Motion Picture Academy Expels Harvey Weinstein

Ivan Pentchoukov
By Ivan Pentchoukov
October 14, 2017US News
Motion Picture Academy Expels Harvey Weinstein
U.S. producer Harvey Weinstein at the screening of the film 'The Little Prince' at the 68th Cannes Film Festival in Cannes, southeastern France, on May 22, 2015. (LOIC VENANCE/AFP/Getty Images)

Movie mogul Harvey Weinstein has been kicked out of the Motion Picture Academy following bombshell investigative articles detailing decades of sexual abuse allegations from dozens of women.

The Academy’s board of governors met on Saturday to discuss the allegations against Weinstein and voted in excess of the two-thirds majority to expel him.

“We do so not simply to separate ourselves from someone who does not merit the respect of his colleagues but also to send a message that the era of willful ignorance and shameful complicity in sexually predatory behavior and workplace harassment in our industry is over,” the board wrote in the official statement. “What’s at issue here is a deeply troubling problem that has no place in our society.”

The board also said that it is working to establish ethical standards of conduct that all members would be expected to exemplify.

The board’s decision arrived on the same day that Weinstein’s brother, Bob Weinstein, broke his silence and criticized his brother as a predator. Bob Weinstein said that he intended to write a letter to the board, but it is unclear if the letter had reached the members before the decision was made.

Weinstein settled at least eight lawsuits with victims who alleged sexual abuse over the years, according to the New York Times. Three women alleged that Weinstein raped them in a subsequent article in The New Yorker.

After Weinstein’s abusive past was exposed, more women came forward alleging abuse and harassment by Weinstein and other Hollywood celebrities, exposing a culture of sexual abuse in the industry. Before losing his seat at the academy, Weinstein was fired from his company.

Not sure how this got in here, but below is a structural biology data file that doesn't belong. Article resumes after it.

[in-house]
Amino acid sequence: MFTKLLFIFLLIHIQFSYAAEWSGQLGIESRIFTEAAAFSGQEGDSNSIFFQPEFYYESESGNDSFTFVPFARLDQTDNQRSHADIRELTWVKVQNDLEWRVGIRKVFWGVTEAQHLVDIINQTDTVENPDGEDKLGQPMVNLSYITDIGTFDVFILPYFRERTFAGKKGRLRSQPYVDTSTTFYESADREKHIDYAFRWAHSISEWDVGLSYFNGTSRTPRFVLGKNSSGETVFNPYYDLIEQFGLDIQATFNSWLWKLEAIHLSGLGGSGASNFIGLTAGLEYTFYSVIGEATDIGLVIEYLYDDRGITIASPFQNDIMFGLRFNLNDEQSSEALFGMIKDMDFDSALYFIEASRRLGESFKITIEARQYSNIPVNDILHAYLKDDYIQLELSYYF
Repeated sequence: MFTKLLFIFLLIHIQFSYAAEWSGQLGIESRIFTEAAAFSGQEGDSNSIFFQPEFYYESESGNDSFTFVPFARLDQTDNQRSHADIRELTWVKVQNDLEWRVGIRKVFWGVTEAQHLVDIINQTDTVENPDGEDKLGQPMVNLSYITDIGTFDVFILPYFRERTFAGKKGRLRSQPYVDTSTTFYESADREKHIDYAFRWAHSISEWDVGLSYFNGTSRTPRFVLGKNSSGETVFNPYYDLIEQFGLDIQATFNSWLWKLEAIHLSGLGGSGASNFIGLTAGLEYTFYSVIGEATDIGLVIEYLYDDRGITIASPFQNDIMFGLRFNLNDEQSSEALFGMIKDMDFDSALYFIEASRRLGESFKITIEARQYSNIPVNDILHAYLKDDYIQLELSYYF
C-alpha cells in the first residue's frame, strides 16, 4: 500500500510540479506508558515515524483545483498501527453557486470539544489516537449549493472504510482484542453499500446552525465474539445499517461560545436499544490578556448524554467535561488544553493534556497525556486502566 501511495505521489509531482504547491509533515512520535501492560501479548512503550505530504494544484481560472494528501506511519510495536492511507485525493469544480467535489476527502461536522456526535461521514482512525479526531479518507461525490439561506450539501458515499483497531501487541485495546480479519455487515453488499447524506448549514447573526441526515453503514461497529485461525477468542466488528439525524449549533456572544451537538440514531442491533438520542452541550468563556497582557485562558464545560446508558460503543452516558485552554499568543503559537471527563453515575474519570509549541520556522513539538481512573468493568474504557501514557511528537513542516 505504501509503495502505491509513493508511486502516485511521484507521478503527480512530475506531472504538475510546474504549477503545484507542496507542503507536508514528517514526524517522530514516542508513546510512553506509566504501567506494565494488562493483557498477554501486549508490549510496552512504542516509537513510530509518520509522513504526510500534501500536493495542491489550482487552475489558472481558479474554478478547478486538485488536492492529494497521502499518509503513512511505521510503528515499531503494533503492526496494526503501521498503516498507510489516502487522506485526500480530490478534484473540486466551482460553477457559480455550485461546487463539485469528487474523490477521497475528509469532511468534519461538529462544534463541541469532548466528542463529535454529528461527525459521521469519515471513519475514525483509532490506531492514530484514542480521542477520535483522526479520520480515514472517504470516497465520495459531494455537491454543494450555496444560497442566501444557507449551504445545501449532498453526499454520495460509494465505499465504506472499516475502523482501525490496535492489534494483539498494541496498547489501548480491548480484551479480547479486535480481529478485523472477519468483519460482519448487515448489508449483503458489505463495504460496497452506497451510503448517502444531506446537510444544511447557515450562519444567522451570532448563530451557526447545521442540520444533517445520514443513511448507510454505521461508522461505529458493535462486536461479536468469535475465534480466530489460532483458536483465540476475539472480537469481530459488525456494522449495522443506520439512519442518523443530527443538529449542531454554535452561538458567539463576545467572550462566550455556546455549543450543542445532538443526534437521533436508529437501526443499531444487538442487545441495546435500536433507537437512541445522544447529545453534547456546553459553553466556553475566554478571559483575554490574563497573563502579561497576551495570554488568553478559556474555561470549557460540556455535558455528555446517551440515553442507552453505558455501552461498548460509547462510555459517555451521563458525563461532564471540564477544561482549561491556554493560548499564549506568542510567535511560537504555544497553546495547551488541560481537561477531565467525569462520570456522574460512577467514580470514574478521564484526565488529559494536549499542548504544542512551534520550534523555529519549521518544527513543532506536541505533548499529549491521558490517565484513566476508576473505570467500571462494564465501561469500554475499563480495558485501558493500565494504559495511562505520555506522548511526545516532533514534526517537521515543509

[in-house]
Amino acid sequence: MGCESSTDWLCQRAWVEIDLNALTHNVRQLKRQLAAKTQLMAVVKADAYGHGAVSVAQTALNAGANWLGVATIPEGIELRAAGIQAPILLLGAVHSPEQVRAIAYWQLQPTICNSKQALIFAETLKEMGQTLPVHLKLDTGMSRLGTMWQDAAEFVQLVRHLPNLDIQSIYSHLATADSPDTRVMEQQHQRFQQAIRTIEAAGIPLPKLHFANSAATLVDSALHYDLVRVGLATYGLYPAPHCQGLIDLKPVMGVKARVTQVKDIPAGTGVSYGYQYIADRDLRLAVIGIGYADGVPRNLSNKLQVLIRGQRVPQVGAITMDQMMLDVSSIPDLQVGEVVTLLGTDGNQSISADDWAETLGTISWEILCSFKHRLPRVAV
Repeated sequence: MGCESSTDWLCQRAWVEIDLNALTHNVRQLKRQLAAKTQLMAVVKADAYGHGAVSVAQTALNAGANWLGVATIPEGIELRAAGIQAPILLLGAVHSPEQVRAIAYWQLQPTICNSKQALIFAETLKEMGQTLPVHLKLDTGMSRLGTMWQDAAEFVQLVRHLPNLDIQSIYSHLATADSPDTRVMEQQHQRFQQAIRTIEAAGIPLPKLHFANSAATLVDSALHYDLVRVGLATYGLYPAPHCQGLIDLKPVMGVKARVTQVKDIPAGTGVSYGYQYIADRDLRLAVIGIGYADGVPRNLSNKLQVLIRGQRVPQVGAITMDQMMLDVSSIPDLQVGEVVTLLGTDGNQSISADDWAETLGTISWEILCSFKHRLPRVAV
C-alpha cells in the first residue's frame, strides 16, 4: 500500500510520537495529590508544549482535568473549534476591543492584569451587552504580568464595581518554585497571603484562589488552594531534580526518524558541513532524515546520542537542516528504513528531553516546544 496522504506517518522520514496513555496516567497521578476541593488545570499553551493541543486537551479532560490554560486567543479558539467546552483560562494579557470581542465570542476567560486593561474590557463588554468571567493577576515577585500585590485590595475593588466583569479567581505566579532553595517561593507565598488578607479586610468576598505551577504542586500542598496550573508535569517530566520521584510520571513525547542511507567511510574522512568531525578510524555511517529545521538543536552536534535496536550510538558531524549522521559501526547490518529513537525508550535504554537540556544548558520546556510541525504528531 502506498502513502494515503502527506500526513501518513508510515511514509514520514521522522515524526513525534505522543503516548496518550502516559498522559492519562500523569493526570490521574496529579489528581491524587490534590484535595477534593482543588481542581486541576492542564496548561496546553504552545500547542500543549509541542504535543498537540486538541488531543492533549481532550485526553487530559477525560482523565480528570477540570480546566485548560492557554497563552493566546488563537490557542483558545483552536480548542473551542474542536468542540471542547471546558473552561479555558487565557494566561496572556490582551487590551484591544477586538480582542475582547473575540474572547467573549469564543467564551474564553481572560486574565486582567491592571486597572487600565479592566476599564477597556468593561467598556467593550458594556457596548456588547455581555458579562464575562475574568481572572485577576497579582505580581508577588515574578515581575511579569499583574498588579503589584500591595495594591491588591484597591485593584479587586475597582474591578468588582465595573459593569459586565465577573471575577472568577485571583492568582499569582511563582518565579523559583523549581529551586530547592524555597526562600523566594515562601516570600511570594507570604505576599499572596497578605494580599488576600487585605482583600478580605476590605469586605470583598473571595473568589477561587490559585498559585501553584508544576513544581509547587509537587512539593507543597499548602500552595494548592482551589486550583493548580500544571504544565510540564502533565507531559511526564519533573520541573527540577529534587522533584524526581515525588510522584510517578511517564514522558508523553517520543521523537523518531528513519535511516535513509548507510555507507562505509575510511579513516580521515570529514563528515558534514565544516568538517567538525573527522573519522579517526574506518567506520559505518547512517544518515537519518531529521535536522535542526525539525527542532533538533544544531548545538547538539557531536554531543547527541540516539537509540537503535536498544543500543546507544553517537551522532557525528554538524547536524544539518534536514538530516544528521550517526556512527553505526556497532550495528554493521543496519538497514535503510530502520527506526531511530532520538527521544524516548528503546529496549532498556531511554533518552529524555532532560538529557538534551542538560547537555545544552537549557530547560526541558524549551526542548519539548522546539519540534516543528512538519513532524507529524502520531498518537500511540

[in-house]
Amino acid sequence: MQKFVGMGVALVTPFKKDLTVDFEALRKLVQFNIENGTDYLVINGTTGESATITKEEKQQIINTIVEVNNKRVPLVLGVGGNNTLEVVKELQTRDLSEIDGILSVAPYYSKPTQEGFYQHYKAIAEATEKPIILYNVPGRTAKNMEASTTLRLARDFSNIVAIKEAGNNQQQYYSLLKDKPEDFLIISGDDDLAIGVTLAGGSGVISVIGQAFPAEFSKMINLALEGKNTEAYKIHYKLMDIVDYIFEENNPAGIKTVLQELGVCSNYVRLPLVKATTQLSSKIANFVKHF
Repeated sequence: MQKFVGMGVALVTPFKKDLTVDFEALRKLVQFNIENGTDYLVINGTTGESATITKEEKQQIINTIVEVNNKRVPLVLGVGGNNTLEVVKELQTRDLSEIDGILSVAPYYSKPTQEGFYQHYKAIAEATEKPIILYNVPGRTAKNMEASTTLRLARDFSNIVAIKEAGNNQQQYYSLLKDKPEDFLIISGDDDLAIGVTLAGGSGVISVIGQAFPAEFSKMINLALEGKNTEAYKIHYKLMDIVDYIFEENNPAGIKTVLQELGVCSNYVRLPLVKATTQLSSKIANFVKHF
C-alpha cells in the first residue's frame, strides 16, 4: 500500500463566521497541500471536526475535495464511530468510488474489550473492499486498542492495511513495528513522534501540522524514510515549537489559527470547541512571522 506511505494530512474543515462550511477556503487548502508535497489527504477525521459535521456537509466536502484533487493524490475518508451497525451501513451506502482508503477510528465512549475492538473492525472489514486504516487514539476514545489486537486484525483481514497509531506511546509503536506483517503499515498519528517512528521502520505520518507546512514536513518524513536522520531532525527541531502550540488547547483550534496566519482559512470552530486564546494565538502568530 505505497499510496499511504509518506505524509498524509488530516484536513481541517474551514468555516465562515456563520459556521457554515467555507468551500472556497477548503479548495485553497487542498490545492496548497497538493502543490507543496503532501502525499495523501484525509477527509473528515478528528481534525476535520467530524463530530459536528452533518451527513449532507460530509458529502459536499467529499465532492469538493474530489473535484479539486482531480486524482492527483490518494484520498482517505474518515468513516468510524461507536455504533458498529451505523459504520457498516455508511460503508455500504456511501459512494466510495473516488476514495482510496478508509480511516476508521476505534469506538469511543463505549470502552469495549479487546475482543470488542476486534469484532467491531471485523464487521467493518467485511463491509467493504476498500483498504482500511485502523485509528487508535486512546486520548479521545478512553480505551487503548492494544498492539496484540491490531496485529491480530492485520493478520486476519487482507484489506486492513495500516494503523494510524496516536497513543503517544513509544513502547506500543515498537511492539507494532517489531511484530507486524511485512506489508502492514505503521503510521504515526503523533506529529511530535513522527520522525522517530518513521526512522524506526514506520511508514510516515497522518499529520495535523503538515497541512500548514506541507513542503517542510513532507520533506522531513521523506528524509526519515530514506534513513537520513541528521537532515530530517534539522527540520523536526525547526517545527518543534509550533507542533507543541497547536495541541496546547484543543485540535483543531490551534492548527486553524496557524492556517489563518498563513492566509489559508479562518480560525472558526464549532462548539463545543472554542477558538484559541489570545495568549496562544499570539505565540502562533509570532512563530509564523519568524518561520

The scandal’s repercussions reached far and wide. Amazon Studios chief Roy Price was put on an immediate leave of absence Thursday, the company said, following allegations that he harassed a producer and ignored an actress’s claim of a sexual assault by Weinstein.

The Hollywood Reporter on Thursday reported an allegation by Isa Hackett, a producer on one of Inc’s shows, that Price had lewdly propositioned her in 2015.

Amazon said in a statement: “Roy Price is on leave of absence effective immediately. We are reviewing our options for the projects we have with The Weinstein Co.”

Hackett did not immediately respond to a request for comment. Reuters could not independently confirm the allegation. Price could not immediately be reached independently by Reuters and he declined to comment to the Hollywood Reporter.

Price’s removal creates uncertainty about the studio’s direction when Amazon is investing more on video content than ever before—some $4.5 billion this year.

The studio’s Chief Operating Officer Albert Cheng will step in as the interim chief, Amazon said.

Hackett is the daughter of famed science fiction author Philip K. Dick, whose book “The Man in the High Castle” served as the basis for Amazon’s eponymous show.

Also on Thursday, actress Rose McGowan said on Twitter that she had told Price that she had been assaulted by Weinstein. In tweets directed at Amazon CEO Jeff Bezos, she criticized the company for doing business with the Weinstein Co.

A spokeswoman for Harvey Weinstein said, “Any allegations of non-consensual sex are unequivocally denied by Mr. Weinstein.”

Price has been integral to Amazon’s movie business, helping steer it through an attempt to crowd-source television scripts and garnering Hollywood awards for shows such as “Transparent.”

Amazon hopes original movies and TV shows will draw new people to join its streaming and shopping club Prime, and in turn buy more goods from the online retailer.

The studio picked up three Oscars this year under Price’s helm, though its failure to show at the Emmy Awards last month was seen by many in Hollywood as a setback.

Reuters contributed to this report.


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